The PIF Process Interchange Format and
The PIF Process Interchange Format and
Jintae Lee, Gregg Yost and the PIF Working Group
December 22, 1994
Table of Contents
3. History and current status
5. Alphabetic Class Reference
6. Extending PIF
7. Appendix A: PIF Syntax
8. Appendix B: An Example PIF File
More and more companies today are attempting to improve their business by
engaging in some form of business process redesign (BPR). BPR focuses on a
"process view" of a business and attempts to identify and describe an
organization's business processes; evaluate the processes to identify problem
areas; select or design new processes, possibly radically different from those
currently in place; predict the effects of proposed process changes; define
additional processes that will allow the organization to more readily measure
its own effectiveness; and enact, manage and monitor the new processes. The
goal is a leaner, more effective organization that has better insight into how
it does business and how its business processes affect the organization's
health. Successful BPR projects involve the cooperation of many people over
extended time periods, including workplace analysts, systems engineers, and
workers at all levels of the organization.
Computer applications that support one or more aspects of BPR are becoming
increasingly common. Such applications include
No single application supports all aspects of a BPR engagement, nor is it
likely that such an application will ever exist. Furthermore, applications
that do support more than one aspect rarely do them all well. For example, a
workflow tool may also provide some process simulation capabilities, but those
additional capabilities are unlikely to be on par with the best dedicated
simulation applications. This is to be expected -- building an application
that supports even one of these aspects well requires a great deal of
specialized knowledge and experience.
- Modeling tools that help a workplace analyst identify and describe an
- Process library browsers that help organizations find new processes that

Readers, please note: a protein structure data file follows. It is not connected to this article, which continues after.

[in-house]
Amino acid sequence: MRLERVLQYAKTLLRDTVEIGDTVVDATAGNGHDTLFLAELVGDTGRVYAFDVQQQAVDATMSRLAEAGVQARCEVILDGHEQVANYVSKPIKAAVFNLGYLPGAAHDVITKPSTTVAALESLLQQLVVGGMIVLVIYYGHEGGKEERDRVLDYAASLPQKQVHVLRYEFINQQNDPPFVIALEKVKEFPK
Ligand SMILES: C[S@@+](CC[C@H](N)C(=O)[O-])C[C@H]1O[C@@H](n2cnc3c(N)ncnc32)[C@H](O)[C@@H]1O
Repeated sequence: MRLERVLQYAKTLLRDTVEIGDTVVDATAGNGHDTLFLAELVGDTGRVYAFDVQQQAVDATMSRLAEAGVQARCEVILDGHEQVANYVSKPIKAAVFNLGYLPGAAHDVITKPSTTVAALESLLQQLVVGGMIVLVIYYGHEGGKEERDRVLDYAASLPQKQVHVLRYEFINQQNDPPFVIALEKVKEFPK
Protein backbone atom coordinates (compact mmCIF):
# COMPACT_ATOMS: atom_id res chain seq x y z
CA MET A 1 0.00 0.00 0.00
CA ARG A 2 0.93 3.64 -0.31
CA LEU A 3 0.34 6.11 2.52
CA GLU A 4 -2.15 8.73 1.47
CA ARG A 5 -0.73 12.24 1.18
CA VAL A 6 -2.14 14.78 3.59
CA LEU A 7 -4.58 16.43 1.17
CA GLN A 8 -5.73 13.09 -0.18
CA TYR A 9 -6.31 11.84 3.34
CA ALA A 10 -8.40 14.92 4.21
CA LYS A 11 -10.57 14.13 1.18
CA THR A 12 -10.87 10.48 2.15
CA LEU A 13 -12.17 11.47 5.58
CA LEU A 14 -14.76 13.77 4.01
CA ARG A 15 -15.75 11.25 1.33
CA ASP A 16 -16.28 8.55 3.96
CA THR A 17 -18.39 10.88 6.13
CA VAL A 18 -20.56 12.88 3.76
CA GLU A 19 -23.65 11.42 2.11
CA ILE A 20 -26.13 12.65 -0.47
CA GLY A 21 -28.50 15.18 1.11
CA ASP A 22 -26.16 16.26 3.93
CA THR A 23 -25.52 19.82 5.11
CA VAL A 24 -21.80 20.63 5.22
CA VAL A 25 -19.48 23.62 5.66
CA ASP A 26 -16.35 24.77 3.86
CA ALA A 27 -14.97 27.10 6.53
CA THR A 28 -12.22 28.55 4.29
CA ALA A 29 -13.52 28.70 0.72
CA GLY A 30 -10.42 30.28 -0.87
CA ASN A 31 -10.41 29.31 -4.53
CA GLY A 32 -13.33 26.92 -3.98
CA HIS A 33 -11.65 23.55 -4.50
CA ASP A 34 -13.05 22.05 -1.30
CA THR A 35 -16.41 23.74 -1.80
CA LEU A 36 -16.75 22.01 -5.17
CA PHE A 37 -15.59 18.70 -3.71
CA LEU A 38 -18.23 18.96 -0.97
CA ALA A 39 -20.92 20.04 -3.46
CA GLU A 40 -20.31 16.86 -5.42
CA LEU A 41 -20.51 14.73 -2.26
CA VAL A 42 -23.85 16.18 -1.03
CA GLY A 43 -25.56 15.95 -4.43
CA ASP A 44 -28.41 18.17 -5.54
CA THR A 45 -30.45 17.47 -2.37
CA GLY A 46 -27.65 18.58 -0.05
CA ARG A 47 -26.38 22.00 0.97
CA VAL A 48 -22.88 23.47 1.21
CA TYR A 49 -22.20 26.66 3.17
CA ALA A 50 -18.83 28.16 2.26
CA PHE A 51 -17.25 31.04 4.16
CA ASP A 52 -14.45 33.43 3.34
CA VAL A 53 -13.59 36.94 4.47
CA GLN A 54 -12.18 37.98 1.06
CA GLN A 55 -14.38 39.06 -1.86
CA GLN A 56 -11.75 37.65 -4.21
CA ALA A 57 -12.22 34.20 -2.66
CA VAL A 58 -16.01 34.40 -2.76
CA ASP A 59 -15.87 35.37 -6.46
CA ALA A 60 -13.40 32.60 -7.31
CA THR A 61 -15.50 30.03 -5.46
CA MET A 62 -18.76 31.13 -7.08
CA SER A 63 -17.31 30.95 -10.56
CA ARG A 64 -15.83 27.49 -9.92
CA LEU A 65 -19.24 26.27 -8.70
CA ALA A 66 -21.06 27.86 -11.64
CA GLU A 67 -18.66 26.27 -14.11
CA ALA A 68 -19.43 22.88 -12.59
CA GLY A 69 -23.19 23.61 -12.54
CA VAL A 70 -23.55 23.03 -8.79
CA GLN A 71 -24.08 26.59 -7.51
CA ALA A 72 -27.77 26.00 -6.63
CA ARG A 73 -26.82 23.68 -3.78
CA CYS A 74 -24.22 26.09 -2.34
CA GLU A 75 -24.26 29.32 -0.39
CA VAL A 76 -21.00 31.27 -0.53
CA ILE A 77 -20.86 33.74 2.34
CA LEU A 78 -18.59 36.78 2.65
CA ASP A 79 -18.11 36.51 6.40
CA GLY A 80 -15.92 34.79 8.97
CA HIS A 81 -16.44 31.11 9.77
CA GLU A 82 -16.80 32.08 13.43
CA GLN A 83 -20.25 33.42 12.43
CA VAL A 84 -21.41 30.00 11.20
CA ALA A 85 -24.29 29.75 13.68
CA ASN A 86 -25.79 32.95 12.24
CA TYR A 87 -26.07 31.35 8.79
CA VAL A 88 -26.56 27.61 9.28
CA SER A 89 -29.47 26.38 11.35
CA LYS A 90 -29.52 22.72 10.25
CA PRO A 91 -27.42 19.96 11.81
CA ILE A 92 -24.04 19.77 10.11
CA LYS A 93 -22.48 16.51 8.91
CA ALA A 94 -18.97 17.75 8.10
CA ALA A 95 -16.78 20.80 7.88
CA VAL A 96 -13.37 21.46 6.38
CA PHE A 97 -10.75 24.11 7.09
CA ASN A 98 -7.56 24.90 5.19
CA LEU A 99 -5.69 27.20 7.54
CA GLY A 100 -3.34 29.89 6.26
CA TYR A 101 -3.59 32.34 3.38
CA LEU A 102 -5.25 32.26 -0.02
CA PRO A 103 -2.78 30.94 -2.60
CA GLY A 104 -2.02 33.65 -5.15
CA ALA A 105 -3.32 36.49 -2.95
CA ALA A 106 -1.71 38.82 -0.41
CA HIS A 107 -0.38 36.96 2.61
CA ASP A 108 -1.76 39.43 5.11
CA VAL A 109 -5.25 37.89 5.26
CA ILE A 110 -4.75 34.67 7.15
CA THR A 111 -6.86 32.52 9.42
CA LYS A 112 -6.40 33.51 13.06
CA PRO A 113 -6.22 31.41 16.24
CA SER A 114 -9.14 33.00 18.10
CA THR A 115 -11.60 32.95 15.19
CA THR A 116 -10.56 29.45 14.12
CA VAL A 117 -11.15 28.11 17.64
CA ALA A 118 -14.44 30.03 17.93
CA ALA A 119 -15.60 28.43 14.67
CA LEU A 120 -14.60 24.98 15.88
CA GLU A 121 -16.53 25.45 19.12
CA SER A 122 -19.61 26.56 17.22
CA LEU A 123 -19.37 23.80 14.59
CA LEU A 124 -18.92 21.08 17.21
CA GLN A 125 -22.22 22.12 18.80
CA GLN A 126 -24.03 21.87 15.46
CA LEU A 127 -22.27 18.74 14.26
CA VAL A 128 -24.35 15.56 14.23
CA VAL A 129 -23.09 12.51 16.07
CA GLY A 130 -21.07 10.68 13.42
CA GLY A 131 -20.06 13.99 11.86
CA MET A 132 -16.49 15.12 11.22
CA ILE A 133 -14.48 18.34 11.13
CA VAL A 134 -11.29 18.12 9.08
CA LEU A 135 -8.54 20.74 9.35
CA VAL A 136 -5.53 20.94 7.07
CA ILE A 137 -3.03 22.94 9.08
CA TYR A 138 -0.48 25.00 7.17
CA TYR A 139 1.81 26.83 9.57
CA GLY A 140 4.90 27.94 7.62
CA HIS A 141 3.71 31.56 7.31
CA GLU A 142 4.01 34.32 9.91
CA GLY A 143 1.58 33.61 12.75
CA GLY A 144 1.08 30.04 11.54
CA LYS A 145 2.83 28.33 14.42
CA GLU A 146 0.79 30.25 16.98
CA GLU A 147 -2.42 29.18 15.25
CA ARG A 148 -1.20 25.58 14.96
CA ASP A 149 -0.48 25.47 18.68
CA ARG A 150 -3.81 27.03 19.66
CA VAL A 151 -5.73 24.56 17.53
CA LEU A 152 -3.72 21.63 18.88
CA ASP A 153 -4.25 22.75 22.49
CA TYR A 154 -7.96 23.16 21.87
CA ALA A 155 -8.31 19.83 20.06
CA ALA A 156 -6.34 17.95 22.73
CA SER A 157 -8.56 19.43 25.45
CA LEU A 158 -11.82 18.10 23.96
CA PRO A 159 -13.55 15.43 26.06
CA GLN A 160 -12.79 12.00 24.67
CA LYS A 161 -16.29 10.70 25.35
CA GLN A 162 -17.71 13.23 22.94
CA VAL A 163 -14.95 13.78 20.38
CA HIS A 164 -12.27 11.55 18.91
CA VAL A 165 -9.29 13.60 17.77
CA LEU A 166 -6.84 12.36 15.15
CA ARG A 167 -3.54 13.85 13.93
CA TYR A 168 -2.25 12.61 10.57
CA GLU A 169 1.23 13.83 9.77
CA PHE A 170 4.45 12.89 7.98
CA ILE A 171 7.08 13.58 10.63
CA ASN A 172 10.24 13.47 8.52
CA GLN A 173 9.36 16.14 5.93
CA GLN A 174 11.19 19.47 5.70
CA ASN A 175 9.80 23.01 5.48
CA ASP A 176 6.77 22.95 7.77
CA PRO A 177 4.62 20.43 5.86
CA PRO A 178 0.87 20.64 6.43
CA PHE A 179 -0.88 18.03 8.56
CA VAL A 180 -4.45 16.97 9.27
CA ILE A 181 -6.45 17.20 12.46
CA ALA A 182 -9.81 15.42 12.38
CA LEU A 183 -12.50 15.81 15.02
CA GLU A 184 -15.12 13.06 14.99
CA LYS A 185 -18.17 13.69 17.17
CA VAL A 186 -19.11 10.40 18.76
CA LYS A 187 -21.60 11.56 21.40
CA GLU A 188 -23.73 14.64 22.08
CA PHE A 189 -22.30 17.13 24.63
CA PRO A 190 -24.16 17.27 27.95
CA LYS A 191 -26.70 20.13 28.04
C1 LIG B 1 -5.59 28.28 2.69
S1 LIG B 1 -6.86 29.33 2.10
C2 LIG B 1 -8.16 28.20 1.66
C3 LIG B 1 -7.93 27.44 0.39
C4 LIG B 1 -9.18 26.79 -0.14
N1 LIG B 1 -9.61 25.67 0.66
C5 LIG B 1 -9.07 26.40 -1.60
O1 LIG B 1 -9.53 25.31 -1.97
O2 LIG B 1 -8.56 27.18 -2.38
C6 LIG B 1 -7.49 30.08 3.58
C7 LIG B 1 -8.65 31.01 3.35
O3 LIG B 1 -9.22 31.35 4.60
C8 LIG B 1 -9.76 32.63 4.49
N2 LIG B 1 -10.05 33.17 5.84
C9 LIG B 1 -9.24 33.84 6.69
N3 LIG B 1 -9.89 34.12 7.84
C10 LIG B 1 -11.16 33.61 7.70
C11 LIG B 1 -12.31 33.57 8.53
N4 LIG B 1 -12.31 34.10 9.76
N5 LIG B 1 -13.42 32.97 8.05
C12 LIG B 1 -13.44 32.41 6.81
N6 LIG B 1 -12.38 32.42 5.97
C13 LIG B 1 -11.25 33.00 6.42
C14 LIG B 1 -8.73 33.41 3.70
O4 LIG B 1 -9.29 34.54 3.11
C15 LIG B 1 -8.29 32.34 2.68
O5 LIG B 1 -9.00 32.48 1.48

might better meet their needs.
- Process animators and simulators that help organizations visualize the
effects of existing processes or potential new processes.
- Workflow management tools that help workers follow business processes.
- Outcomes analysis tools that help organizations monitor the effectiveness of
Ideally, then, a BPR team would be able to pick a set of BPR-support
applications that best suits their needs: a process modeling tool from one
vendor, a simulator from another, a workflow manager from another, and so
forth. Unfortunately, these applications currently have no way to
interoperate. Each application typically has its own process representation
(often undocumented), and many applications do not provide interfaces that
would allow them to be easily integrated with other tools.
Our goal with the PIF project is to support the exchange of business process
descriptions among different process representations. The PIF project supports
sharing process descriptions through a description format called PIF
(Process Interchange Format) that provides a bridge across different
process representations. Tools interoperate by translating between their
native format and PIF.
Any process description format, including PIF, is unlikely to ever completely
suit the needs of all applications that make use of business process
descriptions. Therefore, in addition to the PIF format, we have defined a
framework around PIF that accommodates extensions to the standard PIF
description classes. The framework includes a translation scheme called
Partially Shared Views that attempts to maximize information sharing
among groups that have extended PIF in different ways.
The PIF framework aims to support process translation such that:
- Process descriptions can be automatically translated back and forth between
PIF and other process representations with as little loss of meaning as
possible. If translation cannot be done fully automatically, the human efforts
needed to assist the translation should be minimized.
- If a translator cannot translate part of a PIF process description to its
target format, it should:
- Translate as much of the description as possible (and not, for example,
simply issue an error message and give up)
- Represent any untranslatable parts in a way that lets a person understand the
problem and complete the translation manually if desired
- Preserve any uninterpretable parts so that the translator can add them back
to the process description when it is translated back into PIF.
These requirements on the translators are very important. We believe that a
completely standardized process description format is premature and unrealistic
at this point. Therefore, as mentioned earlier, we have provided ways for
groups to extend PIF to better meet their individual needs. As a result, we
expect that PIF translators will often encounter process descriptions written
in PIF variants that they can only partially interpret. Translators must adopt
conventions that ensure that items they cannot interpret are available for
human inspection and are preserved for later use by other tools that are
able to interpret them. Section 4 describes PIF's Partially Shared Views
translation scheme, which we believe will greatly increase the degree to which
PIF process descriptions can be shared.
3. History and Current Status